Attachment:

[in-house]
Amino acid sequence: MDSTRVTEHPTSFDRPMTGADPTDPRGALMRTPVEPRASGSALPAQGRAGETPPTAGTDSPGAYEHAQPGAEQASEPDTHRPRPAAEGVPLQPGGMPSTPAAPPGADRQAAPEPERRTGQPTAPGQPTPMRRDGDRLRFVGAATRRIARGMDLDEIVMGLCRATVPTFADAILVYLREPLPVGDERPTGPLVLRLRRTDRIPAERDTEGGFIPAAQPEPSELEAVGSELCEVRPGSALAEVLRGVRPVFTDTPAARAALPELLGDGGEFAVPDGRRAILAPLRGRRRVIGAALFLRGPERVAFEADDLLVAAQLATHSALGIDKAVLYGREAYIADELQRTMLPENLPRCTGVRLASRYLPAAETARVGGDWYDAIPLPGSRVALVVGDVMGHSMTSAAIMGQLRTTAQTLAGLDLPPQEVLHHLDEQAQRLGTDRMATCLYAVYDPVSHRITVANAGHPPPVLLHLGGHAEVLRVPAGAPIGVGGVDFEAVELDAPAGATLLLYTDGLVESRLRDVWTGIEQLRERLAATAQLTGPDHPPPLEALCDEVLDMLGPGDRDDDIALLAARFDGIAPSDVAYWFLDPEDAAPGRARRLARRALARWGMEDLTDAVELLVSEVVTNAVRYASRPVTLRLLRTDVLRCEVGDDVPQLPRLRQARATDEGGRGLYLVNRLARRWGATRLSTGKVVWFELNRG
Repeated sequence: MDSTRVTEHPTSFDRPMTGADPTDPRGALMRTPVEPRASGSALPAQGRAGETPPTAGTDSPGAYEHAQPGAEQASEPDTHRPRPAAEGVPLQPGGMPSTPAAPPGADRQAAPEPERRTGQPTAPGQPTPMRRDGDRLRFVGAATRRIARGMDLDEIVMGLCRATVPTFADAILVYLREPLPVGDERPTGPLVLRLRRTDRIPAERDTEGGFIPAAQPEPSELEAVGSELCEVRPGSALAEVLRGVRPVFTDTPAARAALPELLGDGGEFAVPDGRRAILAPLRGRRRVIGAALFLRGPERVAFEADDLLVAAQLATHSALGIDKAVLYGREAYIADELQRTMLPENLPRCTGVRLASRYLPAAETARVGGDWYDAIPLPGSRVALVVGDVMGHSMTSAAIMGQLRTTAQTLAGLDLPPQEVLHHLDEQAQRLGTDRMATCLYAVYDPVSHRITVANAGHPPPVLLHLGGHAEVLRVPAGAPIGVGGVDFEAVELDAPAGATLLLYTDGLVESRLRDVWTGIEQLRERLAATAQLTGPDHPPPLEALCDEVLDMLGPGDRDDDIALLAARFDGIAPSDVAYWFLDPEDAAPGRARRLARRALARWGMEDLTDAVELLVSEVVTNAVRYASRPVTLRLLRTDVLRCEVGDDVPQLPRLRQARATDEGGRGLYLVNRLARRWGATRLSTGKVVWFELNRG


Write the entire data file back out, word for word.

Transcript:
[in-house]
Amino acid sequence: MDSTRVTEHPTSFDRPMTGADPTDPRGALMRTPVEPRASGSALPAQGRAGETPPTAGTDSPGAYEHAQPGAEQASEPDTHRPRPAAEGVPLQPGGMPSTPAAPPGADRQAAPEPERRTGQPTAPGQPTPMRRDGDRLRFVGAATRRIARGMDLDEIVMGLCRATVPTFADAILVYLREPLPVGDERPTGPLVLRLRRTDRIPAERDTEGGFIPAAQPEPSELEAVGSELCEVRPGSALAEVLRGVRPVFTDTPAARAALPELLGDGGEFAVPDGRRAILAPLRGRRRVIGAALFLRGPERVAFEADDLLVAAQLATHSALGIDKAVLYGREAYIADELQRTMLPENLPRCTGVRLASRYLPAAETARVGGDWYDAIPLPGSRVALVVGDVMGHSMTSAAIMGQLRTTAQTLAGLDLPPQEVLHHLDEQAQRLGTDRMATCLYAVYDPVSHRITVANAGHPPPVLLHLGGHAEVLRVPAGAPIGVGGVDFEAVELDAPAGATLLLYTDGLVESRLRDVWTGIEQLRERLAATAQLTGPDHPPPLEALCDEVLDMLGPGDRDDDIALLAARFDGIAPSDVAYWFLDPEDAAPGRARRLARRALARWGMEDLTDAVELLVSEVVTNAVRYASRPVTLRLLRTDVLRCEVGDDVPQLPRLRQARATDEGGRGLYLVNRLARRWGATRLSTGKVVWFELNRG
Repeated sequence: MDSTRVTEHPTSFDRPMTGADPTDPRGALMRTPVEPRASGSALPAQGRAGETPPTAGTDSPGAYEHAQPGAEQASEPDTHRPRPAAEGVPLQPGGMPSTPAAPPGADRQAAPEPERRTGQPTAPGQPTPMRRDGDRLRFVGAATRRIARGMDLDEIVMGLCRATVPTFADAILVYLREPLPVGDERPTGPLVLRLRRTDRIPAERDTEGGFIPAAQPEPSELEAVGSELCEVRPGSALAEVLRGVRPVFTDTPAARAALPELLGDGGEFAVPDGRRAILAPLRGRRRVIGAALFLRGPERVAFEADDLLVAAQLATHSALGIDKAVLYGREAYIADELQRTMLPENLPRCTGVRLASRYLPAAETARVGGDWYDAIPLPGSRVALVVGDVMGHSMTSAAIMGQLRTTAQTLAGLDLPPQEVLHHLDEQAQRLGTDRMATCLYAVYDPVSHRITVANAGHPPPVLLHLGGHAEVLRVPAGAPIGVGGVDFEAVELDAPAGATLLLYTDGLVESRLRDVWTGIEQLRERLAATAQLTGPDHPPPLEALCDEVLDMLGPGDRDDDIALLAARFDGIAPSDVAYWFLDPEDAAPGRARRLARRALARWGMEDLTDAVELLVSEVVTNAVRYASRPVTLRLLRTDVLRCEVGDDVPQLPRLRQARATDEGGRGLYLVNRLARRWGATRLSTGKVVWFELNRG